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But this was not always the case. While the first veterinary school opened in France in 1761 and was followed by other schools in Great Britain, Germany, and across Europe, America throughout much of the 18th and 19th centuries remained largely indifferent to veterinary education. Thirty-six veterinary schools would be established in Europe before the first American school opened. Early American colleges focused their educational mission on preparing graduates to be ministers or priests. The publication “120 Years of American Education: A Statistical Portrait” estimated that prior to the Civil War, a quarter of all college graduates became ministers. Until the 1800s, America had no veterinary schools, and the few schools founded in the early 19th century were plagued by ignorance, apathy, and greed.



When Dr. Joseph Bushman, a veterinarian practicing in Washington, D.C., during the Civil War, declined President Lincoln’s request to serve as a veterinary sergeant in a cavalry regiment in the U.S. Army, his decision was about respect. In Dr. Bushman’s native England, veterinarians were commissioned officers in the British army, an advanced rank justified by the high regard afforded veterinarians as trained professionals. Dr. Bushman, a graduate of the Royal Veterinary College in London who had also studied veterinary medicine in France, was a member of a select group of individuals in America: veterinarians who had graduated from a reputable veterinary school.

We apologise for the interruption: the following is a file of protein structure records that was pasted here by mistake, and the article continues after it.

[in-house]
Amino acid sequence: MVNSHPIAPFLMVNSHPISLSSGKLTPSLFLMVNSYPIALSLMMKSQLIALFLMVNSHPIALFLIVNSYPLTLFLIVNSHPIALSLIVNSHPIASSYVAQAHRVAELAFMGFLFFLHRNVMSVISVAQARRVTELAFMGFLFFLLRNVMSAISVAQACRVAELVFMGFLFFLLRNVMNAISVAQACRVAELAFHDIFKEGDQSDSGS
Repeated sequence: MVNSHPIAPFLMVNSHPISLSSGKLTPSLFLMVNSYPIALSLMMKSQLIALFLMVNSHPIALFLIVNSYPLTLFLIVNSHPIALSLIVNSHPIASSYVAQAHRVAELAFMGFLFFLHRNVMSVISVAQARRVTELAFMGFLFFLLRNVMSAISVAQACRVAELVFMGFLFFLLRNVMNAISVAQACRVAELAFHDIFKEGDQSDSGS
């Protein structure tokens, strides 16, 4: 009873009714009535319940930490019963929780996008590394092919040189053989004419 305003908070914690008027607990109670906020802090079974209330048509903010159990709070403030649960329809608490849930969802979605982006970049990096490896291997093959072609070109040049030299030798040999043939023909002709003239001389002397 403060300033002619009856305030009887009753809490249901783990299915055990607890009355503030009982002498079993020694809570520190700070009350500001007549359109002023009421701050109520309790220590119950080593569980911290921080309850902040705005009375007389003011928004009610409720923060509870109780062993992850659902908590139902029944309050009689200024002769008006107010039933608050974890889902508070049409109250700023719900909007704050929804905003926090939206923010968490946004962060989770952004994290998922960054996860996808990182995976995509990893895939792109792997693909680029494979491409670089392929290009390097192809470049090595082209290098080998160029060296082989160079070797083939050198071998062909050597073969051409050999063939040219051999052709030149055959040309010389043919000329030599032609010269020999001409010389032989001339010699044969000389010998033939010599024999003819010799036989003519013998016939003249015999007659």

Dr. Bushman’s refusal to serve at a lower rank was justified, and eventually he received a commission to serve in the Quartermaster Corps, where he was assigned to work in the Giesboro horse and mule depot of the Army of the Potomac. He would later be a lecturer at the Kansas State Agricultural College.

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